What we've seen from Portland Trail Blazers star guard Damian Lillard in the bubble has been otherworldly.
With the odds stacked against his team to qualify for the playoffs, Lillard has stepped up time and time again to keep his team pushing towards a playoff berth. He's had one 60-point game, one 50-point game, two 40-point games and four 30-point games, and that's just over a 12-game span at Disney.
He averaged 37.6 points shooting an absurdly efficient 49.7% from the field and 43.6% from 3-point range on 23 shots per game during the seeding games, earning him Seeding Games MVP by unanimous decision. While his scoring average has taken a slight dip in the playoffs - mostly in-part to missing the majority of Game 2 with a dislocated finger - Lillard is still averaging 28.7 points shooting 41.8% from the field and 38.7% from beyond the arc on 18 shots per game, going for over 30 points in two of Portland's three contests.
But with his team trailing 2-1 in the series, dropping consecutive games to the Los Angeles Lakers after taking Game 1, it warrants the question: "is Dame Time running out?"
There is no player that has exerted more energy than Lillard since the NBA's restart in late July. His 12 games played in the bubble are tied for the most in the league, and that's before Game 4 set to tip-off Monday where he'll take the lead at 13 games played. His 494 minutes played in the bubble is more than any other player, and that's after missing most of Game 2.
Take a look at how Lillard's minutes played stacks up against other players still competing in the bubble.
|Player||Team||Games Played||Minutes Played|
|Tim Hardaway Jr.||DAL||12||423|
*This list excludes Lillard's teammates.
And something that the simple stat "minutes played" doesn't tell you is that Lillard has basically been playing in 12-straight playoff games while every other player on that list is playing for teams that had clinched a playoff spot prior to entering the bubble. The Trail Blazers needed just about every seeding game to even get to the postseason, while the Dallas Mavericks, Boston Celtics, Houston Rockets and Lakers all had throwaway games that didn't impact whether or not their season would continue beyond the initial eight games.
Other top-tier players on the list like Doncic, Brown, Davis and Harden all received one game's rest during the seeding games. Guys like Hardaway and Tucker don't have anywhere near the usage rate that Lillard does.
Then when you take into consideration the double teams, traps, fullcourt pressure, off-ball denials that Lillard has been dealing with in every contest, it's essentially unmatched what he's had to go through to get to this point where his team is trailing 2-1.
After the Blazers' Game 3 loss, Lillard was asked if fatigue is starting to become a factor.
"I mean, possibly," Lillard told the media in his postgame press conference. "I wouldn't say it's the only reason (for the Game 3 loss). They played good defence, you have to give them some credit. Maybe we were a little bit tired but whatever, we just didn't make shots. Sometimes you're tired and you make shots. Sometimes you don't."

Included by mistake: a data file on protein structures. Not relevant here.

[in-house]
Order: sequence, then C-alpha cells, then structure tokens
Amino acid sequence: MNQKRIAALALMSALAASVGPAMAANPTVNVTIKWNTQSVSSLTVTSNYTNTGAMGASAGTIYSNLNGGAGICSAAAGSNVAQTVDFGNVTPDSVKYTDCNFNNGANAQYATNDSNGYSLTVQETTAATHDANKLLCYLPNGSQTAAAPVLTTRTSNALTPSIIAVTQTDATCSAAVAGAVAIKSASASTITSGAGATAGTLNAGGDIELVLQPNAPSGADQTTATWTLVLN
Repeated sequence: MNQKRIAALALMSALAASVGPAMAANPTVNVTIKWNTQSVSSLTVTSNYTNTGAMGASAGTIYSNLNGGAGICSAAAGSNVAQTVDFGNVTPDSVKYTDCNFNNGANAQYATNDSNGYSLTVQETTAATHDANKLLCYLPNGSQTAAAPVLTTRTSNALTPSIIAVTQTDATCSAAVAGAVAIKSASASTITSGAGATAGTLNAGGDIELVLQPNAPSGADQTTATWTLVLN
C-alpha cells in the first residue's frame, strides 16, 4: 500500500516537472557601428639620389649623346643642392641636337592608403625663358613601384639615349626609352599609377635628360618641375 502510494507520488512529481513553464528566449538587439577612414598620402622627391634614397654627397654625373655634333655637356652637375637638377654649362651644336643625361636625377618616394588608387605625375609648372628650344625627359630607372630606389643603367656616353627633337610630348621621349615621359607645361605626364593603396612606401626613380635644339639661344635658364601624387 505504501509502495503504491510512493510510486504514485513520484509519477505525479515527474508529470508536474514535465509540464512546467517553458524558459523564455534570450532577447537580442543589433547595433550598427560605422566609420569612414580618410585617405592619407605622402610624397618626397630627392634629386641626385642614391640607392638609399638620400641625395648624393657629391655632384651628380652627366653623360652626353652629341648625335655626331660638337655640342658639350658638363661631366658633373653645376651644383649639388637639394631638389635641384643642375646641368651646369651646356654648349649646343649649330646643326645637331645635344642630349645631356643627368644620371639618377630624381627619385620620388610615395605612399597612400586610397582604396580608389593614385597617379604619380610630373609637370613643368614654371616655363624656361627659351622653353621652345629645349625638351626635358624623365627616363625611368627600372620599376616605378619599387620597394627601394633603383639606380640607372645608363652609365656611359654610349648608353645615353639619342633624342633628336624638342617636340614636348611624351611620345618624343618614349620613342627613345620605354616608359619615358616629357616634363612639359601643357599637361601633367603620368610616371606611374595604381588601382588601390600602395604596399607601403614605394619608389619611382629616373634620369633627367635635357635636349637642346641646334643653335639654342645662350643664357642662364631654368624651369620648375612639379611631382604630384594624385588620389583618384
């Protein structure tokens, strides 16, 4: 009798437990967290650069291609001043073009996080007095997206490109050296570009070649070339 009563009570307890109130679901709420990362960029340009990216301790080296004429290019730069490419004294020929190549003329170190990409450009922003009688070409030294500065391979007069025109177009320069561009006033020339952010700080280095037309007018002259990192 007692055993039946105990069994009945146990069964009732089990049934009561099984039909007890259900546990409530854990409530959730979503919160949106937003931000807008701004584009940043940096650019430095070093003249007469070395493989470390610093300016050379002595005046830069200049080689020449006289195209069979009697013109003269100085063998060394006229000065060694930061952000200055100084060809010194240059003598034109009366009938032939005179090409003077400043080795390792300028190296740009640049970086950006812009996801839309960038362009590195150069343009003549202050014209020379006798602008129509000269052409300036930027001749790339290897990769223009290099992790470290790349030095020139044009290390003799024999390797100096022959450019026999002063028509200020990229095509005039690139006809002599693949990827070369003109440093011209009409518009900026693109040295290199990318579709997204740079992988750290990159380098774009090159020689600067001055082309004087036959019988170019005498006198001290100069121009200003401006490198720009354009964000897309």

Lillard played through his dislocated left index finger in Game 3, but it didn't appear to affect him when he got out to a quick 14 points shooting 4-for-7 from the field and 3-for-5 from 3 in the first quarter. It did look like Los Angeles began to wear down the superstar, though, as Lillard shot 2-for-9 from the field and 1-for-5 from long range in the second half.
While it's sure to be a combination of both the finger injury and the wear-and-tear of a gruelling stretch in the bubble, Portland is going to need every ounce of energy their All-Star guard has in his body if they're going to pull off the first-round upset.
This isn't the first time Lillard has been in this position in the playoffs.
Qualifying for the postseason in every season aside from his rookie campaign - a stretch of seven consecutive appearances - Lillard has trailed 2-1 in a series twice. Both of those scenarios occurred in the 2016 NBA Playoffs.
In the first round against the 'Lob City' LA Clippers, the Blazers went down 2-1 in the series but rattled off three-straight victories to advance to the second round. Unluckily for Portland, awaiting them in the Western Conference Semifinals was the 73-9 Golden State Warriors and unanimous MVP Stephen Curry.
Trailing 2-1 yet again, the Blazers ran out of steam, completely outmatched by arguably the best team in NBA history. They'd go on to lose three consecutive games in which fatigue certainly set in for Lillard who still averaged 32.0 points playing 43 minutes per game but shot an uncharacteristic 29.6% from the field and 26.9% from 3-point land over the three-game stretch.
After Game 3 against the Lakers, he was also asked about how he feels emotionally with his team down 2-1, to which he responded, "I'm fine. It's a 2-1 series. I've been in worse situations in a series. We gotta get the next game. If we get the next one, it's an even series."
While a player like Lillard feeds off of doubt, it will be interesting to see what he has left in the tank and keep this historic run going.
The views on this page do not necessarily represent the views of the NBA or its clubs.